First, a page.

Lacey Act of 1907
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The Lacey Act of 1907, authored by Rep. John F. Lacey, an Iowa Republican, revised federal Indian Law to provide for the allotment of tribal funds to certain classes of Indians. These provisions were proposed after the passage of the Burke Act and the Dawes Act, both of which provided for the allotment of reservation lands to individual Indians, but not to communally owned trust funds. After much debate and several opposing arguments, President Theodore Roosevelt signed the bill into law on March 2, 1907.
The Lacey Act is made of two sections, Sec. 1 and Sec. 2. Section 1 states the general guidelines for those Indians wishing to claim his or her share of the tribal funds to which he is entitled. This first section stipulates that:
“The Secretary of the Interior is hereby authorized, in his discretion, from time to time, to designate any individual Indian belonging to any tribe or tribes whom he may deem to be capable of managing his or her affairs, and he may cause the apportioned and allotted to any such Indian his or her pro rata of any tribal or trust funds on deposit in the Treasury of the United States to the Credit of such Indian on the books of the Treasury.”
The above-mentioned stipulations will be met under the conditions that each individual Indian files an application for allotment of funds. Section 1 also states that:
The Secretaries of the Interior and the Treasury are hereby directed to withhold from such apportionment and allotment a sufficient sum of the said Indian funds as may be necessary or required to pay any existing claims against said Indians.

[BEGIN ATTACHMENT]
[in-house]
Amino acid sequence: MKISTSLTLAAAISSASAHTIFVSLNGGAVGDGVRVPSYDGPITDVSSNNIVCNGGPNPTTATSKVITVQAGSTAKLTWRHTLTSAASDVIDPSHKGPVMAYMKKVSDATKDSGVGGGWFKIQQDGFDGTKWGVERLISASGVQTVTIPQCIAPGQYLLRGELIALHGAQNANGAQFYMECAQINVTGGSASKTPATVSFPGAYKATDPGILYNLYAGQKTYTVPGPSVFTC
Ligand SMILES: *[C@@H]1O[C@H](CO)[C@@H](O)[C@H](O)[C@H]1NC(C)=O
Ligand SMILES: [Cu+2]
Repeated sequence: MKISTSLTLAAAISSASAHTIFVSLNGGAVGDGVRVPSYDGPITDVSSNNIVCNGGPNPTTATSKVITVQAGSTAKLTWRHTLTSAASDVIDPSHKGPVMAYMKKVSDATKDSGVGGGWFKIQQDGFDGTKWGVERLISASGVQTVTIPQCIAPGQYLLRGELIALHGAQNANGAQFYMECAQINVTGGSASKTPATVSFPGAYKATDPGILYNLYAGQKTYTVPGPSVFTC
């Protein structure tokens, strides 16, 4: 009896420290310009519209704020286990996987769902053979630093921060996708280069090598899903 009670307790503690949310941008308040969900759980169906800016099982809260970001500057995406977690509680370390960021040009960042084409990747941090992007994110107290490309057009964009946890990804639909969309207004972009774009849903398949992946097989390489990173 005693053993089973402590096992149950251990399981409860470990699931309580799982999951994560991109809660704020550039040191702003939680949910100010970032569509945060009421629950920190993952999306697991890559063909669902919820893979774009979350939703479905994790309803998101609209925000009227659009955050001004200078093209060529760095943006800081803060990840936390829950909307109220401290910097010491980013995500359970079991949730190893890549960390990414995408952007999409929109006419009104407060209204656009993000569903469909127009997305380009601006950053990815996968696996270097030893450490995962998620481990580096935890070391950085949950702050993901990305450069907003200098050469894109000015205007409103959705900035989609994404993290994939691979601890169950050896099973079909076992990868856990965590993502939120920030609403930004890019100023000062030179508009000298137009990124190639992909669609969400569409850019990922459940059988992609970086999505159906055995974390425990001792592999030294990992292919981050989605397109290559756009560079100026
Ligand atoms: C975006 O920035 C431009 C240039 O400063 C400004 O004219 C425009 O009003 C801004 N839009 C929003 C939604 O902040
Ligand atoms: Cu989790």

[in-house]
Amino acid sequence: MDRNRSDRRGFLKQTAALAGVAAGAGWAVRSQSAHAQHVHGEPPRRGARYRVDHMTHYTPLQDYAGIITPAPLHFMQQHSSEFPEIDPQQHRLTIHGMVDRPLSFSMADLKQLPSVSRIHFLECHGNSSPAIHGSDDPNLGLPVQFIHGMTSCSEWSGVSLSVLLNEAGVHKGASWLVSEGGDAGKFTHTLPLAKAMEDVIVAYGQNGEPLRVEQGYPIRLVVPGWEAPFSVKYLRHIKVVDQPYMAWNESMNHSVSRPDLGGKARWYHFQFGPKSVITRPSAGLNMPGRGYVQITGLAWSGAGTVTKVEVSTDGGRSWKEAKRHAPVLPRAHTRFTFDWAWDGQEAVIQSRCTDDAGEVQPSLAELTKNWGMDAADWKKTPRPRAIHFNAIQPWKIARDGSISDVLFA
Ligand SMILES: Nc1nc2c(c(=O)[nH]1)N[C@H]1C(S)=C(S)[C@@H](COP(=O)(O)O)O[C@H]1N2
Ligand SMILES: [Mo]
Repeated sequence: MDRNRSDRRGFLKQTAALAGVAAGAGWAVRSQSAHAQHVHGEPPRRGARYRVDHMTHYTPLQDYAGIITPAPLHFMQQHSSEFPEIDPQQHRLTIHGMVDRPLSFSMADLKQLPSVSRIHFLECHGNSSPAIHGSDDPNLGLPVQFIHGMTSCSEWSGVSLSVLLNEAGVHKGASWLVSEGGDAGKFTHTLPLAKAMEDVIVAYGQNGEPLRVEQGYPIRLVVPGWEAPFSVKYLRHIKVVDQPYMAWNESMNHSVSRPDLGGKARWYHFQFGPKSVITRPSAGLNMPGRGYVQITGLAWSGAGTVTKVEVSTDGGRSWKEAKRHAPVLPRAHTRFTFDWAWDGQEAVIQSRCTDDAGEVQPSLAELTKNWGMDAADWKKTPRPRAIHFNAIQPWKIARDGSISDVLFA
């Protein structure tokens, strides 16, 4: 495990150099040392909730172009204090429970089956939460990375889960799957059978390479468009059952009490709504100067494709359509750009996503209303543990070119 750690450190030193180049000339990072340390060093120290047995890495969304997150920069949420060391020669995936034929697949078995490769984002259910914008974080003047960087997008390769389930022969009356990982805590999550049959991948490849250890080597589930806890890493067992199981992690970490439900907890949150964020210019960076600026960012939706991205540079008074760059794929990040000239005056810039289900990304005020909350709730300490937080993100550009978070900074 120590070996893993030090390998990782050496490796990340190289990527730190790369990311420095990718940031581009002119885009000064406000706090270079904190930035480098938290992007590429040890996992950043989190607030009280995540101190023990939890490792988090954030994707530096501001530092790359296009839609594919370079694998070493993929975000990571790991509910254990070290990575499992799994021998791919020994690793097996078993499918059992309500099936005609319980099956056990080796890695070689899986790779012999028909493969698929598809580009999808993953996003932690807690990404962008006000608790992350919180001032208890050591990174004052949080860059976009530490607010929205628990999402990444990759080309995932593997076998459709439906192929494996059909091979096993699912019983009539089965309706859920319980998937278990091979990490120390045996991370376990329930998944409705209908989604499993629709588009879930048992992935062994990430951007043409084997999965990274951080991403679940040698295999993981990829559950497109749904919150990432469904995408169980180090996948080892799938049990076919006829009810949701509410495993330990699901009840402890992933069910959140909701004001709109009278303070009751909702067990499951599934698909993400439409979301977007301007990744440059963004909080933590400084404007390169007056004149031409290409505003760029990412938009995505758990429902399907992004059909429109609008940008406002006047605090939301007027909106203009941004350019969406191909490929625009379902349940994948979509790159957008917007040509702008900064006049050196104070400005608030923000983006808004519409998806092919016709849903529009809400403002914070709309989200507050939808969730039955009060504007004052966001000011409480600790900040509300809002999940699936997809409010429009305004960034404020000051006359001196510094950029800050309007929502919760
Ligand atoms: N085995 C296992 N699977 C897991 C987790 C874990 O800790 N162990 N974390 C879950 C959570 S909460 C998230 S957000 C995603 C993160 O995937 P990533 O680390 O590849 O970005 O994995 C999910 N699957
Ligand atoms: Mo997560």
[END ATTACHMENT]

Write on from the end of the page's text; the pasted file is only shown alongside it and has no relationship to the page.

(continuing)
These claims must be pending for settlement at the time of such apportionment and allotment by judicial determination in the Court of Claims or the Executive Departments of the Government.
Section 2 of the Lacey Act allows the Secretary of the Interior to pay any Indian who is blind, crippled, decrepit, or helpless due to old age, disease, or accident their share of the tribal trust funds. Included in the conditions of Section 2, in the case that the previous requirements are met, is the organization for the allotment of funds placed into the Treasury, after the time of the initial allotment, which are intended for the credit of the individual's tribe. The Act explains:
...and of any other money which may hereafter be placed in the Treasury for the credit of such tribe and susceptible of division among its members, under such rules, regulations, and conditions as he may prescribe.
- Frances Paul Prucha, "Documents of United States Indian Policy," p. 209 (U of Neb. Press: 1975).
- U.S. Internal Revenue Service, What are some major acts of Congress with regard to Indian issues? (accessed 2009-04-25).
- U.S. Statutes at Large 34:1221-22.
- Entry from Section 1 of the Lacey Act of 1907 requiring that such Indian receiving his/her share of tribal funds is capable of managing those funds. The Treasury will keep records of all allotment transactions the said Indian and the Treasury of the United States.